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Welcome Penelope Wilson to the Pride Foundation Team!

We are also very excited to have Penny Wilson join Pride Foundation Australia as our new marketing officer. Penny brings a wealth of experience in digital marketing as well as first-hand knowledge of our communities.

We want to thank Ruby Mountford who recently stepped out of the marketing role to focus on other areas of work. They established our first crowd funding campaign, which was very successful in 2019, and will stay on to assist us with our administration.

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Meet Our Small Grants Recipients for Round 1 2020

We’re proud to announce the recipients of our SMF Grants round for June 2020. Read below to find out a little more about the businesses and communities that were awarded this round, and what their grant money is funding.

HUDSON Road Family Centre

HUDSON Road Family Centre (HRFC) is a not-for-profit organisation that caters to the needs of Bunbury and the wider community. They will be using their grant money to start an informal support group for LGBTQIA+ teens, in Bunbury.

OUT South West

OUT South West aims to promote community awareness and inclusivity of LGBTIQ+ issues in the South West region of Western Australia. This grant will cover the cost of 12 months of room hire for OUTSW to run a fortnightly trans support group.

Sam Martin – Sam I Am

Exploring the intersection of one young man’s identities as gay, queer, hard-of-hearing and deaf, Sam Martin’s powerful autobiographical one-man show takes us on a journey of coming out in two worlds during the 2017 marriage equality plebiscite. This grant funding will specifically go towards their Native deaf queer interpreter, as they continue to pursue extra funding for their non-native interpreter.

GLBT Rights in Ageing Inc. (GRAI)

GRAI is a Western Australian community-based group with a mission to create a responsive and inclusive mature age environment that promotes and supports a quality life for older and ageing people of diverse sexualities and gender identities. This $500 grant will go towards running costs of holding their second Barn Dance – the first of which was a huge success and saw 500 people of all LGBTI generations come together and folk dance with the famous Mucky Duck Bush Band.

Queer Family

Hosting events and creating safe spaces for LGBTQIA+ people and allies in the Northern Rivers to create, connect and build community. Queer Family are using their grant to run a full day IDAHOBIT event at the Mullumbimby Commons.

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The MQFF x PFA Award Goes to… Unsound!

Pride Foundation Australia Best Australian Feature for Melbourne Queer Film Festival’s 30th year is awarded to Unsound, directed by Ian Watson. We are very proud to be supporting Australian Queer film and chose Unsound as a worthy recipient of our award as it dealt with topical issues of transitioning, queer Auslan culture and community, and, queer relationships.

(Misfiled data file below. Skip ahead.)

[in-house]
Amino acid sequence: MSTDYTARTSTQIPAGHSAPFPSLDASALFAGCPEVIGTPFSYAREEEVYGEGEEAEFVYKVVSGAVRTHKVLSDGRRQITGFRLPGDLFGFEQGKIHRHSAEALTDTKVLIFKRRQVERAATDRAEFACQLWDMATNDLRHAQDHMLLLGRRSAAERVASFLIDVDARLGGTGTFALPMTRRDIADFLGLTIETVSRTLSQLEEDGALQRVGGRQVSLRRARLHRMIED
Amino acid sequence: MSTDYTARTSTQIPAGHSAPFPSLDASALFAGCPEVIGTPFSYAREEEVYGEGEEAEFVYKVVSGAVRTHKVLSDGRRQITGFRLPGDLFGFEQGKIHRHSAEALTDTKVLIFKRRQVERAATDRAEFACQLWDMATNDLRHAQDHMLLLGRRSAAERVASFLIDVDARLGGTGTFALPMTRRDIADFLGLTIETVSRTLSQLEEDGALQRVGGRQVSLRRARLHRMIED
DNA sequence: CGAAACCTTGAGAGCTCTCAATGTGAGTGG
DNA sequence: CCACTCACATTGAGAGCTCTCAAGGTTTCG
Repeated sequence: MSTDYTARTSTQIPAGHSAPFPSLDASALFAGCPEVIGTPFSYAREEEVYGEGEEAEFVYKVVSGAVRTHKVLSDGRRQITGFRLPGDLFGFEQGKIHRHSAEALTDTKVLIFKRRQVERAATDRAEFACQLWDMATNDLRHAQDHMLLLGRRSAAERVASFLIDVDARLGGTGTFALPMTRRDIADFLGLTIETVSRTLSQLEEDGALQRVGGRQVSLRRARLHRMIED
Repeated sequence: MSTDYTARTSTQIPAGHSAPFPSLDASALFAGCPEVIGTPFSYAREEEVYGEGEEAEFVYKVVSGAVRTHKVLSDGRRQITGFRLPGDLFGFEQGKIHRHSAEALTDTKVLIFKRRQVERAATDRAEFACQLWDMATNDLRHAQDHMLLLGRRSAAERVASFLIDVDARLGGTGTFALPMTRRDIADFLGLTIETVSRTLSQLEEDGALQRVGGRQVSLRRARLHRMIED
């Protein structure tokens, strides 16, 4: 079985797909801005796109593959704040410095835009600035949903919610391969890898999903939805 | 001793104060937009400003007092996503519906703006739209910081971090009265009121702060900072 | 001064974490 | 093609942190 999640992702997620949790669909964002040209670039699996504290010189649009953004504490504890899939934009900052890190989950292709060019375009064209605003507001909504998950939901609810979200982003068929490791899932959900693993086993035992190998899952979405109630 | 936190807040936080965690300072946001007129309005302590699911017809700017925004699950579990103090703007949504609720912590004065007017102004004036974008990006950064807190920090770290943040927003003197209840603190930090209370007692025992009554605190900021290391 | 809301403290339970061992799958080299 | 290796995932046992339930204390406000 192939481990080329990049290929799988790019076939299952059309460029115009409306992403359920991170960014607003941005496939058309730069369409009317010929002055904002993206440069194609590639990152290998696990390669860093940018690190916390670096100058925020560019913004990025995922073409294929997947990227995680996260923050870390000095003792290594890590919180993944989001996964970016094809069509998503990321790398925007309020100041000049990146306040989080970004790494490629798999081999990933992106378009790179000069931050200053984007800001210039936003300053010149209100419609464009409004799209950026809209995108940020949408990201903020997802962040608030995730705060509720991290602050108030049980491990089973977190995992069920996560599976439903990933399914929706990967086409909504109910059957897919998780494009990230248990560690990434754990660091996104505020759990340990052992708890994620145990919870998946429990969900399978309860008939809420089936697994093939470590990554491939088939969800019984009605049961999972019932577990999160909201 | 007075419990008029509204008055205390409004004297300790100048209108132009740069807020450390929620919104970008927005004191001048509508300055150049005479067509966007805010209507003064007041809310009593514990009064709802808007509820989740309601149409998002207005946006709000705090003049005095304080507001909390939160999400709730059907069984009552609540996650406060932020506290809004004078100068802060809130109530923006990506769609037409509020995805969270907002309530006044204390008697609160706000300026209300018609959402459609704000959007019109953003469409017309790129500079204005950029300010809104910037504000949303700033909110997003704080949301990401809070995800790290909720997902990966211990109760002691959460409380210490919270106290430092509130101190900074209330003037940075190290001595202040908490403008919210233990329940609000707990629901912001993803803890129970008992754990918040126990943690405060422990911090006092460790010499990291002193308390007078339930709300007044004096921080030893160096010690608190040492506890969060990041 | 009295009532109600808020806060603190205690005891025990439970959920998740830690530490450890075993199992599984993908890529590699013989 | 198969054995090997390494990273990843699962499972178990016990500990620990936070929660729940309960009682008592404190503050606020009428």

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Pride Foundation Australia at Better Together Conference 2020

Pride Foundation Australia’s Ian Gould and Ruby Mountford presented at the Williamstown Town Hall for the 2020 Better Together, and LGBTIQ conference. The presentation described our ‘social change’ approach to philanthropy and used Pride Foundation’s LGBTIQ Disability priority area to show how we build enduring social change.

We showed how our projects were directed at building “Evidence for Change” through two commissioned projects, one at La Trobe University and one at Deakin University; creating “Change Within” through 8 grants to LGBTIQ or disability organisations; and, “Building Community Capacity” creating networks, supporting self-advocacy and building a supportive environment amongst key organisations for ongoing change. (Slide 19 in the attached shows this). The audience enthusiastically supported the approach we take of “for and by LGBTIQ people with disability” through our advisory committee and projects selected for funding.

Read our presentation here.

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Meet Working It Out: Our 2019 Major Grant Recipient

Working It Out is proud to receive the 2019 Pride Foundation Australia – Sidney Myer Foundation funding grant for their project “LGBTQIA+ Inclusive Practice for Disability Services”.

Working It Out, Tasmania’s gender, sexuality and intersex status support and education service is the 2019 recipient of this partnership grant between PFA and the Sydney Myer Foundation.

WIO CEO, Lynn Jarvis was looking for ways to further support the organisation to focus on LGBTQIA+ inclusive practice when she learnt of the PFA SMF grants, “I felt it was directly related to what we were planning to do.  Accessing funding is always difficult particularly in such a specialised area as ours but this opportunity felt like it had been written for us!  

The application process was straightforward, the timeframe was achievable, and we were delighted to hear we had been successful.

We anticipate that the LGBTQIA+ Inclusive Practice for Disability Services project end product, a tailored training package for disability service providers, will have ongoing outcomes throughout Tasmania and perhaps more broadly.

Subsequent to submitting our application I learnt of further funding available to us.  If successful, this will enable us to take the LGBTQIA+ Inclusive Practice for Disability Services project even further.  The PFA SMF grant really has sparked and inspired us to work further in this area.

I look forward to relating the highlights, challenges and successes to you for a future newsletter article.”

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Pride Foundation at Midsumma and Mardi Gras 2020

Thanks to all of those who came by our Midsumma Carnival and Mardi Gras Fair Day stalls in recent weeks. It was a great opportunity to explain our work and the role of philanthropy by and for the LGBTIQA+ community.